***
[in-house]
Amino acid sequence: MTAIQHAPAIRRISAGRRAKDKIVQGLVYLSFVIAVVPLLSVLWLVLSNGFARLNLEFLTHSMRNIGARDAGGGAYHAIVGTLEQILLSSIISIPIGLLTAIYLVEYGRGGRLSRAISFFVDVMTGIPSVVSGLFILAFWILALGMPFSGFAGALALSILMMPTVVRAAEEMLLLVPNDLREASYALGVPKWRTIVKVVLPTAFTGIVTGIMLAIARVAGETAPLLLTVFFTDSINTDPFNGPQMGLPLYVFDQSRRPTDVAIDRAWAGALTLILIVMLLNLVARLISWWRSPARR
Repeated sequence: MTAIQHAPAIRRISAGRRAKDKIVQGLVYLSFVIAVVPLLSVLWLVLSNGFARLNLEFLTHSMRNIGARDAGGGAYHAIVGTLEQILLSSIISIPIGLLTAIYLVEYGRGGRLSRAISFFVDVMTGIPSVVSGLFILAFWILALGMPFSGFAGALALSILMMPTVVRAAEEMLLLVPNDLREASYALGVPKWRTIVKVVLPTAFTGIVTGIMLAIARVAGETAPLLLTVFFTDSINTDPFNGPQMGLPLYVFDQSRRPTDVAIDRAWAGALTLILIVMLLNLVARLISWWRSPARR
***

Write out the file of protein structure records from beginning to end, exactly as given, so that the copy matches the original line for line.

[in-house]
Amino acid sequence: MTAIQHAPAIRRISAGRRAKDKIVQGLVYLSFVIAVVPLLSVLWLVLSNGFARLNLEFLTHSMRNIGARDAGGGAYHAIVGTLEQILLSSIISIPIGLLTAIYLVEYGRGGRLSRAISFFVDVMTGIPSVVSGLFILAFWILALGMPFSGFAGALALSILMMPTVVRAAEEMLLLVPNDLREASYALGVPKWRTIVKVVLPTAFTGIVTGIMLAIARVAGETAPLLLTVFFTDSINTDPFNGPQMGLPLYVFDQSRRPTDVAIDRAWAGALTLILIVMLLNLVARLISWWRSPARR
Repeated sequence: MTAIQHAPAIRRISAGRRAKDKIVQGLVYLSFVIAVVPLLSVLWLVLSNGFARLNLEFLTHSMRNIGARDAGGGAYHAIVGTLEQILLSSIISIPIGLLTAIYLVEYGRGGRLSRAISFFVDVMTGIPSVVSGLFILAFWILALGMPFSGFAGALALSILMMPTVVRAAEEMLLLVPNDLREASYALGVPKWRTIVKVVLPTAFTGIVTGIMLAIARVAGETAPLLLTVFFTDSINTDPFNGPQMGLPLYVFDQSRRPTDVAIDRAWAGALTLILIVMLLNLVARLISWWRSPARR